III. Haman's consequent change of state. The eyes affect the heart. Haman saw, and Haman became full of indignation. Had Haman seen correctly he would have been full of admiration. A false use of the eyes has its penalties. No God-given power or faculty, whether physical, intellectual, or moral, can be perverted or misused without bringing retribution. There is an indignation which is righteous, and there is an indignation which is unrighteous. When we see tyranny, oppression, and vice flaunting itself in high places, then we do well to be full of indignation. But when we see integrity in low places; when we see a man determined to be honest though it may mean poverty; a man who resolves not to cringe to wickedness, and not to fawn upon and to flatter even royal sinners, then we do badly to be full of indignation. There is so much false propriety in the present day that we are not allowed to be indignant. Zeal is rude. Zeal must never violate the proprieties of polite life. A man's indignant feelings must never get the better of his self-control. If a man can be zealous and not run counter to sthetic rules, and not hinder his success, well and good. But woe to the man who lets zeal get the better of discretion!

IV. Haman's power of self-control. "Nevertheless, Haman refrained himself." Haman had evidently some of that power which would have fitted him to take his place in modern polite society. He could keep his feelings in subjection when it served his purpose. Perhaps if Mordecai had met him at the banquet Haman could have carried on a conversation with the man whom he thoroughly hated. Too many set Haman before them as an example. They refrain themselves. Words smoother than butter are on their tongues; war is in their hearts. With the mouth they kiss; the concealed dagger is in the hand. Hail, master! is the voice of the betrayer, but the meaning of that voice is too often only known to the Divine. The power of self-control for the time being, however, is not to be despised. But the power of perfect self-conquest is a noble achievement. Haman should not only have refrained himself, but subdued himself. "He that is slow to anger is better than the mighty; and he that ruleth his spirit than he that taketh a city."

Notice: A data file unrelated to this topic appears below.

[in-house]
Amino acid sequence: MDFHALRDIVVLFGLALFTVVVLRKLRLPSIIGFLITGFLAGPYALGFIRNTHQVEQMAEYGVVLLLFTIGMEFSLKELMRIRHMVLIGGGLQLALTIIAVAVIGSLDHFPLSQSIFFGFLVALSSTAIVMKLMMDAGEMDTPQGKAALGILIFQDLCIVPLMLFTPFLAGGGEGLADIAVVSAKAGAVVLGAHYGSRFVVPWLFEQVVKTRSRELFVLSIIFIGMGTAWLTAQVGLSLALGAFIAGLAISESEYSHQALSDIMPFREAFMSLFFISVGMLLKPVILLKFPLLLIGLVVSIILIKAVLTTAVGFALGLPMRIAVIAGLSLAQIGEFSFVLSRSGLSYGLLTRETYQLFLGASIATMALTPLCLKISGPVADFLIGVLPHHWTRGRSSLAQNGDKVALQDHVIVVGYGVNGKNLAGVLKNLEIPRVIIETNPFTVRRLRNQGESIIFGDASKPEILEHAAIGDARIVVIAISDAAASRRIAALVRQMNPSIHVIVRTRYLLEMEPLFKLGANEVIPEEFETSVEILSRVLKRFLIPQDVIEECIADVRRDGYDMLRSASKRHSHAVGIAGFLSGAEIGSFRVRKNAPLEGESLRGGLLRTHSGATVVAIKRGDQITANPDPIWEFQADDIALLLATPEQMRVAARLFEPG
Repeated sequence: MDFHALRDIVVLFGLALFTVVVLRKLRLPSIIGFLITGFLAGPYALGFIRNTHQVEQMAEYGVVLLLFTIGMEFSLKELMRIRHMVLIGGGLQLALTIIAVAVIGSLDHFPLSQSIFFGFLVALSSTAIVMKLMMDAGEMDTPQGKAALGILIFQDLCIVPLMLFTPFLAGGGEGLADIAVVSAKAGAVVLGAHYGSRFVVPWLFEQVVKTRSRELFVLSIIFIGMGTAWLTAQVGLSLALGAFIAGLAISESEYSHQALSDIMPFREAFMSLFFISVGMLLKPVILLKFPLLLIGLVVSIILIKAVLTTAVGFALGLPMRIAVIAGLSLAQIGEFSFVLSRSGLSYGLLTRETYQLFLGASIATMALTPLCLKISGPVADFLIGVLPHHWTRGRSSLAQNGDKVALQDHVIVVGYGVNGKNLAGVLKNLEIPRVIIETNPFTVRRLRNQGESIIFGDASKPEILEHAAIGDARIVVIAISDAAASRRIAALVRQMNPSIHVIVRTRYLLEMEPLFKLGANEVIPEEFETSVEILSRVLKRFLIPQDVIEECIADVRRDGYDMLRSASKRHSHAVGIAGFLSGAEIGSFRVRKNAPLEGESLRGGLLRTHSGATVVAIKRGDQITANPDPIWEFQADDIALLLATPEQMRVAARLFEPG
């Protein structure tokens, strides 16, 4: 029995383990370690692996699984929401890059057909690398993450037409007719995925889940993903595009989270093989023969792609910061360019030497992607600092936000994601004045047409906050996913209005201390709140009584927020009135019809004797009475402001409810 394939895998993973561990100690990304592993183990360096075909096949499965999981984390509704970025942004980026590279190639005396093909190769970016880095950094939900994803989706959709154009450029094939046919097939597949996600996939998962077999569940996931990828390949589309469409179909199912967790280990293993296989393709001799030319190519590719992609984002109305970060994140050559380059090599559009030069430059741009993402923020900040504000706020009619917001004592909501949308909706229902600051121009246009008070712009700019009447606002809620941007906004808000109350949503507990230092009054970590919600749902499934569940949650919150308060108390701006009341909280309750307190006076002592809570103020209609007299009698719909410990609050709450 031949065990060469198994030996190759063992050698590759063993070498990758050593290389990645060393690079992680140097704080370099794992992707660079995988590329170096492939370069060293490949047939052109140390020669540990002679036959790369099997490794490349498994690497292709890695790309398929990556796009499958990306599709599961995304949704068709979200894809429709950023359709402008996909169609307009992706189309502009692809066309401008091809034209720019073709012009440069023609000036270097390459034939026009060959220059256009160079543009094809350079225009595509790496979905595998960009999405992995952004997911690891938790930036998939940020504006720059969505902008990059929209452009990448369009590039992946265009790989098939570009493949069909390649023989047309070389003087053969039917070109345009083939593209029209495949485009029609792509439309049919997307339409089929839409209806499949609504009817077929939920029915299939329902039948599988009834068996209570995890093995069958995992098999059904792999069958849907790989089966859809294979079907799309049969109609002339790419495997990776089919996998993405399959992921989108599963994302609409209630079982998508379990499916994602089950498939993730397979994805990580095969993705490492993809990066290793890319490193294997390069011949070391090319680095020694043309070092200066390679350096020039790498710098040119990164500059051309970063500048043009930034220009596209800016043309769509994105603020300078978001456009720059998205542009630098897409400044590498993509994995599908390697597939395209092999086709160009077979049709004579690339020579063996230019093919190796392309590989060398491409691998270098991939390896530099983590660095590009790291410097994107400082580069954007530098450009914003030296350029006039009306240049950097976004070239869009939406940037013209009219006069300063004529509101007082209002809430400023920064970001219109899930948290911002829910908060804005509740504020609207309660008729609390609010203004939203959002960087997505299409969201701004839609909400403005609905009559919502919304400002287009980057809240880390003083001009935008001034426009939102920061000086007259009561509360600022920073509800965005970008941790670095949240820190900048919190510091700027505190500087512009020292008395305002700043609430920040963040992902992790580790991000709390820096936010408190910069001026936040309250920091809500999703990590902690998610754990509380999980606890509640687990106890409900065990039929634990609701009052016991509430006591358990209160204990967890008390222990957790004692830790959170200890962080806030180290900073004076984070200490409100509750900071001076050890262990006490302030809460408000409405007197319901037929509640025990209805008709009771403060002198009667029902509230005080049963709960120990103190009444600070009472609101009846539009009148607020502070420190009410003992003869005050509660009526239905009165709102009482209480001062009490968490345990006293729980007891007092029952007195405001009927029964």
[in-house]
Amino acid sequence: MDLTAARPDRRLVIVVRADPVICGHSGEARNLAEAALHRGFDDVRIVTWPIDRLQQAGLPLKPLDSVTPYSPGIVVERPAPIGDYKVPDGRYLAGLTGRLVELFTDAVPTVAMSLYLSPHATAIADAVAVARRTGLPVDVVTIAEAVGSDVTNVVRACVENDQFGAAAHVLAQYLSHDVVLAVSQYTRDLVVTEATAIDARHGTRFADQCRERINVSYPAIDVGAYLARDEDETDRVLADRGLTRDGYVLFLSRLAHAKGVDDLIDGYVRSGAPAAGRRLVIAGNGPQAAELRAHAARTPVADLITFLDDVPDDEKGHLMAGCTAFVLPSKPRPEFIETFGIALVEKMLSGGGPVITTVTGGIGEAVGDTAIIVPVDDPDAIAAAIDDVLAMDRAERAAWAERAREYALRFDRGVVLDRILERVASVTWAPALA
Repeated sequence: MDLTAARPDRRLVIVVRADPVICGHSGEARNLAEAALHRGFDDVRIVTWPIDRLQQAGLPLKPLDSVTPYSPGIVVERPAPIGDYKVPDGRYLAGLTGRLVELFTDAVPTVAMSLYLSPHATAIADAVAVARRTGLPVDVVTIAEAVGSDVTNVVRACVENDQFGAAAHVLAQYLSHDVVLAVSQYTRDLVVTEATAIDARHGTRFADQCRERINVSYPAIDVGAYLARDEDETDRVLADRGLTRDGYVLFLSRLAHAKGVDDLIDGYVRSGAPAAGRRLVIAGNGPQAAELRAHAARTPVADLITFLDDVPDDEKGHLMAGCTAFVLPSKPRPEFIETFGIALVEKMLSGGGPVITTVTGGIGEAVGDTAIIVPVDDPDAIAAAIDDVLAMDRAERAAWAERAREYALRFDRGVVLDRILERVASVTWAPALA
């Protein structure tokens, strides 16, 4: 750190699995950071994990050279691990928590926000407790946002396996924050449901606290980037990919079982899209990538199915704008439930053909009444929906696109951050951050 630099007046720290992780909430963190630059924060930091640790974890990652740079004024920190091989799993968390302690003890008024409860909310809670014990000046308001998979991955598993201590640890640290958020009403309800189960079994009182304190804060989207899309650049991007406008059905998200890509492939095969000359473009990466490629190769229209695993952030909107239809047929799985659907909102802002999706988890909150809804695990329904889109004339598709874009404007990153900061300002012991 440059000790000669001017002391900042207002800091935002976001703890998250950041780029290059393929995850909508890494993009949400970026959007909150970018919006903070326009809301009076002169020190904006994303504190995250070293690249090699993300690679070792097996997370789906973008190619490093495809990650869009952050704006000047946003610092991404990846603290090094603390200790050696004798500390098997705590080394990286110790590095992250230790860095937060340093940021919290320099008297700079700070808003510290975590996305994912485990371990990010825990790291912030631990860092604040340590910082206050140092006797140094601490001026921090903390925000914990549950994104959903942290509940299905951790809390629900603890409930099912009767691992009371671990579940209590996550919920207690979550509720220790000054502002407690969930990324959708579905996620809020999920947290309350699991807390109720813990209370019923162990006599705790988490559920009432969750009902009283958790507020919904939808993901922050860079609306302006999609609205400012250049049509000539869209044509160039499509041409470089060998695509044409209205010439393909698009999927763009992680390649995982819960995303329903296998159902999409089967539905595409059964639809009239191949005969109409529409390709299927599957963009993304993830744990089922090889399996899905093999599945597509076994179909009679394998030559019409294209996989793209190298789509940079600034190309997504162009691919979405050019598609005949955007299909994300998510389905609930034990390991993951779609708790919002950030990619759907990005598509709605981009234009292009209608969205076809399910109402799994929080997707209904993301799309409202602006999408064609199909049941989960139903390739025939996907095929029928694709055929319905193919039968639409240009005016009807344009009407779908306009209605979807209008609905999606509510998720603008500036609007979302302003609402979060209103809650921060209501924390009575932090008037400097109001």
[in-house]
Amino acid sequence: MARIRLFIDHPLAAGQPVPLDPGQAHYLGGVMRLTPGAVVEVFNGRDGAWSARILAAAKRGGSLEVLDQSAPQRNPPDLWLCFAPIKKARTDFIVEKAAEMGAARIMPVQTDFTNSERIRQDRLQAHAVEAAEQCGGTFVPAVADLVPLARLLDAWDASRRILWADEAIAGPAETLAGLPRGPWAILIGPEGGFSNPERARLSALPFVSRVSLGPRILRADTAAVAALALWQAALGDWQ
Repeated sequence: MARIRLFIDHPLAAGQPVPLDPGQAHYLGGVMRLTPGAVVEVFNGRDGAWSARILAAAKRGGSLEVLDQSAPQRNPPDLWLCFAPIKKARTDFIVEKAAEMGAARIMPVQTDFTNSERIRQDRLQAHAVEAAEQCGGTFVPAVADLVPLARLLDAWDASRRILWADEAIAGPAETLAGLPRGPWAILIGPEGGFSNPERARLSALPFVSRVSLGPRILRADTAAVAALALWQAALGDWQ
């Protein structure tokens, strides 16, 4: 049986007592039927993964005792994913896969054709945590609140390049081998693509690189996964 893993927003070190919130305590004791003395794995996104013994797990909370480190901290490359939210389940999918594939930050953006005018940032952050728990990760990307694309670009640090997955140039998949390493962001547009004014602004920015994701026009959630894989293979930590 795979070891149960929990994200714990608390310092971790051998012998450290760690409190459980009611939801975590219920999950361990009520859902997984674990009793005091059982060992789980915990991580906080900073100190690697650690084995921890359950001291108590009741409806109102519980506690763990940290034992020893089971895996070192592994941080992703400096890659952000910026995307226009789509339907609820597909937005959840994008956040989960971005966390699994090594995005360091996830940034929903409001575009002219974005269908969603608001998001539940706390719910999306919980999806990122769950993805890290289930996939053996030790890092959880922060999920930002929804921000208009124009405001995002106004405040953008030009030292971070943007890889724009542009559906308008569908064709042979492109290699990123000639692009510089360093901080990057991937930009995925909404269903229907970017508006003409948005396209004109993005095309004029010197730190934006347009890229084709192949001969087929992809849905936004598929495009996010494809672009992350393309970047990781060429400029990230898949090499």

V. Haman's resource in trouble. He went home, and consulted his friends and his wife. Happy the man who can feel that his home is a place of refuge; who can go there and forget his sorrows. This is wonderful, that thoroughly bad men have attached to themselves wives who have stuck to them in all calamities. However, Haman's home was not a safe place, for his wife was evidently a bad woman. Only a good true wife can make a good home; a safe place when troubles come. Haman's resource in trouble should not be ours, or at least not our only one. A wife may be wicked; if not wicked she may be weak. The best wife may lead us wrong. Jesus Christ has love dearer than that of fondest wives. Earthly friends may be false, or if not false, unwise. There is a friend that sticketh closer than a brother. There is a friend who knows how to help in, and deliver from, trouble. Let prayer to the great High Priest be our resource in trouble. And then when we pass away from the homes of earth we shall go to the home of the blest, where Mordecais cannot trouble.

SUGGESTIVE COMMENTS ON Est